Wisconsin’s favorite fat man, Orson Welles, has been dethroned by England’s favorite fat man, Alfred Hitchcock, at the top of the list, which is a poll of international film critics that Sight & Sound conducts every ten years.  But is top-pick Vertigo really Hitchcock’s crown jewel?

I made my own list of the master’s five best movies.  My criterion was simple if unoriginal:  I imagined that I was stuck on the proverbial desert island, along with a video player and five Hitchcock flicks.  Which five do I choose, and in what order?




North by Northwest     It was a tossup between this Cary Grant classic and the more somber Vertigo, but I figured that if I am stuck on an island, then I am a very depressed puppy, and I would prefer a comic thriller to a drama about a sexually screwed-up cop.




If you enjoy today’s Bourne and Mission Impossible movies, you can thank Hitchcock, because this 1959 thrill ride inspired the James Bond movies, which in turn led to the Matt Damon and Tom Cruise vehicles.









Vertigo     Earlier this year, Vertigo star Kim Novak made news when she expressed displeasure that The Artist had “borrowed” composer Bernard Herrmann’s score from this 1958 gem.  I think she should have considered it a compliment.  There was no better director-musician combo at work in the 1950s than Hitchcock-Herrmann, and Vertigo might be their best collaboration.  Oh … and the rest of the movie ain’t exactly chopped liver.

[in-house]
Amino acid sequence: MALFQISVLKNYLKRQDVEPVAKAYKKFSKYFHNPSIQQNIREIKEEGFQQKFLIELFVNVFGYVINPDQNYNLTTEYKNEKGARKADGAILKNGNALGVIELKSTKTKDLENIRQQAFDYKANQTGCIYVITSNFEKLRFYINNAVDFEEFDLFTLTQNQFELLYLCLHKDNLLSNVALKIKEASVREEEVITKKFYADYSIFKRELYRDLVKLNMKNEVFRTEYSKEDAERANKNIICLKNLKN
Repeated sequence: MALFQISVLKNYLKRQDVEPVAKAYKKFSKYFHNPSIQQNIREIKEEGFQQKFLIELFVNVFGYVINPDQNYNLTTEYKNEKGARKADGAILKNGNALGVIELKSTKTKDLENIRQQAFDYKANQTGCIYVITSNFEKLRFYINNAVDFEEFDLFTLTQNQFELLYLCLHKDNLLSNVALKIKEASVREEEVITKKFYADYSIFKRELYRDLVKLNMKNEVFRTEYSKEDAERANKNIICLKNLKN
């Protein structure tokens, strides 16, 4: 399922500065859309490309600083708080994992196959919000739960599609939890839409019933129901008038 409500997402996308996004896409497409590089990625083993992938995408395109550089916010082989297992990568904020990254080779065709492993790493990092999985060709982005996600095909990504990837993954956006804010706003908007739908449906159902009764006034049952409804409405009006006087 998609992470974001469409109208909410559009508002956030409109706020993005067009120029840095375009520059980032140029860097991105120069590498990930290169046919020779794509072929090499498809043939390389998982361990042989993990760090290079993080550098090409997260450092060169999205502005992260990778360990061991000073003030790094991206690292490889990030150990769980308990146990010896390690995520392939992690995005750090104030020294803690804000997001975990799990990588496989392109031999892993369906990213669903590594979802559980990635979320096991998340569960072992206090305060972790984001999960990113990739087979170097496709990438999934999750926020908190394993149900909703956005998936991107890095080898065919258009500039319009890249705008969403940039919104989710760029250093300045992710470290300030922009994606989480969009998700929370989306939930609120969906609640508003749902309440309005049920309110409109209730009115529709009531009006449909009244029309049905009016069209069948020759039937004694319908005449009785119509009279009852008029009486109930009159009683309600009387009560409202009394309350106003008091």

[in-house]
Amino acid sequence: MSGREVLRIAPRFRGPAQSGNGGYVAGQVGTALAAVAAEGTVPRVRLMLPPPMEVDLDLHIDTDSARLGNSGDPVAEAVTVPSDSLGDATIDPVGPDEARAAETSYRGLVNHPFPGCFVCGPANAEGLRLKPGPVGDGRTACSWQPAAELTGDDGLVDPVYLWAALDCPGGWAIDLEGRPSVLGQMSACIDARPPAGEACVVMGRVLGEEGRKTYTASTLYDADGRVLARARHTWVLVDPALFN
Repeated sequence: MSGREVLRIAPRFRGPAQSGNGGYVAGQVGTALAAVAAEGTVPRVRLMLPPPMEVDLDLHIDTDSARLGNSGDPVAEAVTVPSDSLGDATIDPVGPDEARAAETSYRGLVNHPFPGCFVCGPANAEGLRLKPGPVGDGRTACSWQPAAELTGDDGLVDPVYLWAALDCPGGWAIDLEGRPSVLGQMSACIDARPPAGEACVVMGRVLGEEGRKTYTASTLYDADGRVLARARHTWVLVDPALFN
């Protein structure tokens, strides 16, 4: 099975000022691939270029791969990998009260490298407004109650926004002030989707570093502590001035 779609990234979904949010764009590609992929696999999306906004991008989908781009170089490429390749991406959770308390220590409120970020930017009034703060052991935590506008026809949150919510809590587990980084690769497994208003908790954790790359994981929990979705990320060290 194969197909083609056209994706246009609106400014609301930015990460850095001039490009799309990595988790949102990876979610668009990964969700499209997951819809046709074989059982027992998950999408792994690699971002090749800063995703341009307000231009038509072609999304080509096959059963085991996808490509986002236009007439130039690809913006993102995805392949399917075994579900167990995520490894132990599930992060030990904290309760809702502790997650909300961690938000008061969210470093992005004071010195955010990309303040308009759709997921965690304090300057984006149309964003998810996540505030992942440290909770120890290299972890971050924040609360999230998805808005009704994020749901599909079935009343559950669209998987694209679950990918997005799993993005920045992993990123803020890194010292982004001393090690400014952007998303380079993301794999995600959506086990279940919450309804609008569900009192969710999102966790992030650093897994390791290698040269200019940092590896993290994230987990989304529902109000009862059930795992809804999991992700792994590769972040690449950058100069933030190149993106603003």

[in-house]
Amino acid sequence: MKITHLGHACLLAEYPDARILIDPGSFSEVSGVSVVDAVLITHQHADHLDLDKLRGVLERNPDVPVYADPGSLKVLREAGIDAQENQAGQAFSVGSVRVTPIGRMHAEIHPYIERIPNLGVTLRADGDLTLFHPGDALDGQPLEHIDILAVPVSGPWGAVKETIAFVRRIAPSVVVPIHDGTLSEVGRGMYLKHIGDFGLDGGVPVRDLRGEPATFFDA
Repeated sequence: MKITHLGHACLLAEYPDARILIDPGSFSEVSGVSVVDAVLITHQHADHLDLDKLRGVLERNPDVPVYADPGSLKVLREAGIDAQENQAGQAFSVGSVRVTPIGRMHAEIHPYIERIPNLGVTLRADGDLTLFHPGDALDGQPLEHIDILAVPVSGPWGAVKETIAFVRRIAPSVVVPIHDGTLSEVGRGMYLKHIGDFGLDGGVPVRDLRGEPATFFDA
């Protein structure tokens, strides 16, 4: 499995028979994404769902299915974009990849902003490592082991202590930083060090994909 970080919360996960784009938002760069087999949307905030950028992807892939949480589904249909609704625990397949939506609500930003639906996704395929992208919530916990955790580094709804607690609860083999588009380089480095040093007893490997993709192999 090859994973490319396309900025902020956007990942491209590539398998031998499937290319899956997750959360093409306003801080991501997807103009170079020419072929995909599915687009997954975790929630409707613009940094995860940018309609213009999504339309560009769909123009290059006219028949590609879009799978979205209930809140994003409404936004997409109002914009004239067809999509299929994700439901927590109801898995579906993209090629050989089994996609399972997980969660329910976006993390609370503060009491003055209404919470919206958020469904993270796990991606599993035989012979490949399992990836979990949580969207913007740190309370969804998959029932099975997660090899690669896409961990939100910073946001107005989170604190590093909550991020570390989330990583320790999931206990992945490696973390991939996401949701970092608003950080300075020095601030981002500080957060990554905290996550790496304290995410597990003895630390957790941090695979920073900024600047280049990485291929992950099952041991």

Rear Window     When you think about it, the people in this near-perfect movie do some awfully peculiar things.  Middle-aged Jimmy Stewart, confined by a broken leg to a wheelchair, treats gorgeous Grace Kelly as if she is Thelma Ritter.  I take that back, because he is actually nicer to Thelma:  He allows her to give him back rubs.  Meanwhile, across the courtyard, gay actor Raymond Burr spends much of the film dressed like a slob and behaving like most heterosexual men:  bickering with his wife.  At least the dog is normal.


Hitch7 Hitch8









Psycho     Frankly, I’m a little tired of this film.  That’s not a knock on the movie; I’ve simply seen it too many times over the years.  So I suppose if I’m really stranded on a desert island, I’d skip this shocker, just because I know it too well.  So let’s pretend that you are the person stuck on that island, and you’ve never seen Psycho.  It should be fourth on your list.


Hitch11 Hitch12




And finally … The BirdsFrenzyNotoriousStrangers on a Train?  Regretfully, I will have to pick Lifeboat.  After all, I need something to get me off that damned island.